This past Sunday evening at Trinity CRC, I spoke about the time Jesus’ disciples discovered they could not exorcise a demon out of a boy no matter how hard they tried. So the boy’s father pleads with Jesus Himself to help, and Jesus promptly “rebukes the impure spirit,” sending it on its shrieking way.
Afterwards the disciples ask Jesus why they were unable to deal with the situation and Jesus replies, “This kind can come out only by prayer.” The funny thing is that nowhere in this particular story does Jesus actually pray!
My temptation is to say, “Well, it’s different for Jesus. He’s God incarnate. He doesn’t need to pray to cast out demons.”
But that’s the wrong answer. Jesus became fully human. He emptied Himself, humbled Himself, became a man, a servant. He was made like us in every way in order that He might completely understand our condition, with all our frailty and temptation and limitation.
No, the correct answer is that Jesus does not need to pray at this moment because He has already a well-established discipline of prayer. Mark 1:35 is typical: “Very early in the morning, while it was still dark, Jesus got up, left the house, and went off to a solitary place, where He prayed.”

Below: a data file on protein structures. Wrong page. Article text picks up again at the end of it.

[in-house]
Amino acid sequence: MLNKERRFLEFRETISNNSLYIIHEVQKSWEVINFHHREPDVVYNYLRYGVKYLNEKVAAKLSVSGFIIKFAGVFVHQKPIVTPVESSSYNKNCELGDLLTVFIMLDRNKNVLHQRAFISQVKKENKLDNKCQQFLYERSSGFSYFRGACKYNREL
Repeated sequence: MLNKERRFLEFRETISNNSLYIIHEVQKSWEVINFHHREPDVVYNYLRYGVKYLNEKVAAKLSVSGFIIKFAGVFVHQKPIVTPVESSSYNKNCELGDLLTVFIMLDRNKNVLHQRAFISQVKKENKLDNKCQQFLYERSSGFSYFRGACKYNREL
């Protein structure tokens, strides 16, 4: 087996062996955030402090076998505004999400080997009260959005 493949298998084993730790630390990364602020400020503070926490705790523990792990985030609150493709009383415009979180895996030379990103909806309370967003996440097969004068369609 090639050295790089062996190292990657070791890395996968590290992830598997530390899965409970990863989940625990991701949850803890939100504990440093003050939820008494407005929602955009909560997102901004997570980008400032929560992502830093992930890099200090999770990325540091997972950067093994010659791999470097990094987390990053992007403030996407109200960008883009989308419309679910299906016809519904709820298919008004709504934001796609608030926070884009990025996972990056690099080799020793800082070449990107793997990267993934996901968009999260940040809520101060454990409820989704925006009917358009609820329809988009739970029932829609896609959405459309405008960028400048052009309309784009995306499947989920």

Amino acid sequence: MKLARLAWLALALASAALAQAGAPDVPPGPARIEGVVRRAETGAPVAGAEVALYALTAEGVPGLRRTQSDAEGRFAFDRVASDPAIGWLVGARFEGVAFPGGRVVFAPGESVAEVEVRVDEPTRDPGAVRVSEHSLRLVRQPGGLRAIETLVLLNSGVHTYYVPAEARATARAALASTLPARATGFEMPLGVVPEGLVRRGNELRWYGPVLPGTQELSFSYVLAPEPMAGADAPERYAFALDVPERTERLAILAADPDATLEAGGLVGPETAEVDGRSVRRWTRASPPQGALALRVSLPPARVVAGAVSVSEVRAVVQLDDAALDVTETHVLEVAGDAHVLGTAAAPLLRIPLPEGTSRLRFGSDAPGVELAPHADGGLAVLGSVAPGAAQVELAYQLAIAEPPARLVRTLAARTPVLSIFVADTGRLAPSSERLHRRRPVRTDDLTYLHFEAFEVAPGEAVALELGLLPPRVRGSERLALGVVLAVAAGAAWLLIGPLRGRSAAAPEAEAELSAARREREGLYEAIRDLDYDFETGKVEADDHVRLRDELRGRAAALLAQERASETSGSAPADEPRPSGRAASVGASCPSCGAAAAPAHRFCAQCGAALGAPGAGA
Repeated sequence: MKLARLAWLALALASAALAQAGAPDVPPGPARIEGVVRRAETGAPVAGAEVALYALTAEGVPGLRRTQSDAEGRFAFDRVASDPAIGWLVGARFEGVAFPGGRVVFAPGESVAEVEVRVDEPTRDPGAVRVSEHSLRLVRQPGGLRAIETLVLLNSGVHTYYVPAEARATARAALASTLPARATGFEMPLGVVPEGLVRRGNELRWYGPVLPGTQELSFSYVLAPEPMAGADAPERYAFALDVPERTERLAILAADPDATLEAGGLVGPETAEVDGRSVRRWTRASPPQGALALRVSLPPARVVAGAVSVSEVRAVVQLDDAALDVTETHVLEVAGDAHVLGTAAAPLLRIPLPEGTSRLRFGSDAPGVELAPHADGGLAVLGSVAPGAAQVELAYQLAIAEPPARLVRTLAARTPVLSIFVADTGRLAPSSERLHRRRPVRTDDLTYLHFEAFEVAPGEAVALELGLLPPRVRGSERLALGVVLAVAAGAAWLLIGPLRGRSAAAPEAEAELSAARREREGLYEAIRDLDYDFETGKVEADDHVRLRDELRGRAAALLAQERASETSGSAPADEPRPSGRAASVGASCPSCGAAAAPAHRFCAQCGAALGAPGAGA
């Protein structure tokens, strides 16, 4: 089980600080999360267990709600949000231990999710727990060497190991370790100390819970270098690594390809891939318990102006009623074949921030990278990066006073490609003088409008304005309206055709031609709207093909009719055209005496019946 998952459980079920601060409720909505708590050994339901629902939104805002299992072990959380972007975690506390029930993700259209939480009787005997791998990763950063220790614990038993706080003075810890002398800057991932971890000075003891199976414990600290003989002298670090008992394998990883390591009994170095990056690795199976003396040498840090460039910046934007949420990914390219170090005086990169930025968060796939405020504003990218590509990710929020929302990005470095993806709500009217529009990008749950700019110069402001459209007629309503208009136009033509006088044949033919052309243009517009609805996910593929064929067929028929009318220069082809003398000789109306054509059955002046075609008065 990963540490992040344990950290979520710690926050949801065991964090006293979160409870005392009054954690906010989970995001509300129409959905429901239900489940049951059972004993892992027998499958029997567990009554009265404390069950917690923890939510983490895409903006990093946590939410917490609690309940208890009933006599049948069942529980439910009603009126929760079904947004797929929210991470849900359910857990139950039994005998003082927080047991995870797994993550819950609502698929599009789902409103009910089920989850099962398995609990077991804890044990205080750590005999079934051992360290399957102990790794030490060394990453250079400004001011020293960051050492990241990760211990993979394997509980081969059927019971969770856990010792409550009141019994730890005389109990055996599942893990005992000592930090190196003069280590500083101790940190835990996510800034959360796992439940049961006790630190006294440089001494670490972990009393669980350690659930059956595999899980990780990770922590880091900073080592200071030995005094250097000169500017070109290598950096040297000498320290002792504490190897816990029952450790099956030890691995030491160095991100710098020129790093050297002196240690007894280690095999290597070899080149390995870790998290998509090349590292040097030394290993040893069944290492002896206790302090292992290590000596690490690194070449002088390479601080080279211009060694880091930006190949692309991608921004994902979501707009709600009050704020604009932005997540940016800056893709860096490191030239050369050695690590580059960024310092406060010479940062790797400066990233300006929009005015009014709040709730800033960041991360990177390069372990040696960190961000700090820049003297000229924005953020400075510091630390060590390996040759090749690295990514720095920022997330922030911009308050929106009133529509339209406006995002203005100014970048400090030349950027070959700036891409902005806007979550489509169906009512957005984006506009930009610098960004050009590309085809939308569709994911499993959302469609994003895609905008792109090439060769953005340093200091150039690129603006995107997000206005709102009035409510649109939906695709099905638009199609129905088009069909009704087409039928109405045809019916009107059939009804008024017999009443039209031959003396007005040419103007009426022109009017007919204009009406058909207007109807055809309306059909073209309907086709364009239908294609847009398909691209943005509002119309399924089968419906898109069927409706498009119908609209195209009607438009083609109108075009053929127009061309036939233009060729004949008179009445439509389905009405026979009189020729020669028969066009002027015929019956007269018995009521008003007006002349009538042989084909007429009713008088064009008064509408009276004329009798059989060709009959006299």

Granted, there are other occasions when Jesus pauses to offer a prayer before performing a might deed. Stopping to intentionally pray about something is not a bad practice.
Nevertheless, Jesus also demonstrates how prayer is not a technique to be mastered, but a way of life. Prayer is not merely a pious exercise, but the “complete dependence on God from which sincere prayer springs” (to quote C.E.B. Cranfield’s commentary on Mark’s Gospel). Jonathan Edwards is attributed to saying, “Prayer is as natural an expression of faith as breathing is of life.”
Echoing this, we read at our staff meeting Wednesday morning something about Brother Lawrence that echoes this: Brother Lawrence believed
that it was a great delusion to think that the times of prayer ought to differ from other times… His prayer was nothing else but a sense of the presence of God, his soul being at that time insensible to everything but divine love. And … when the appointed times of prayer were past, he found no difference, because he still continued with God, praising and blessing Him with all his might, so that he passed his life in continual joy.
—————————- (The Practice of the Presence of God, p. 26)
I’m encouraged to know where that kind of joy can be found.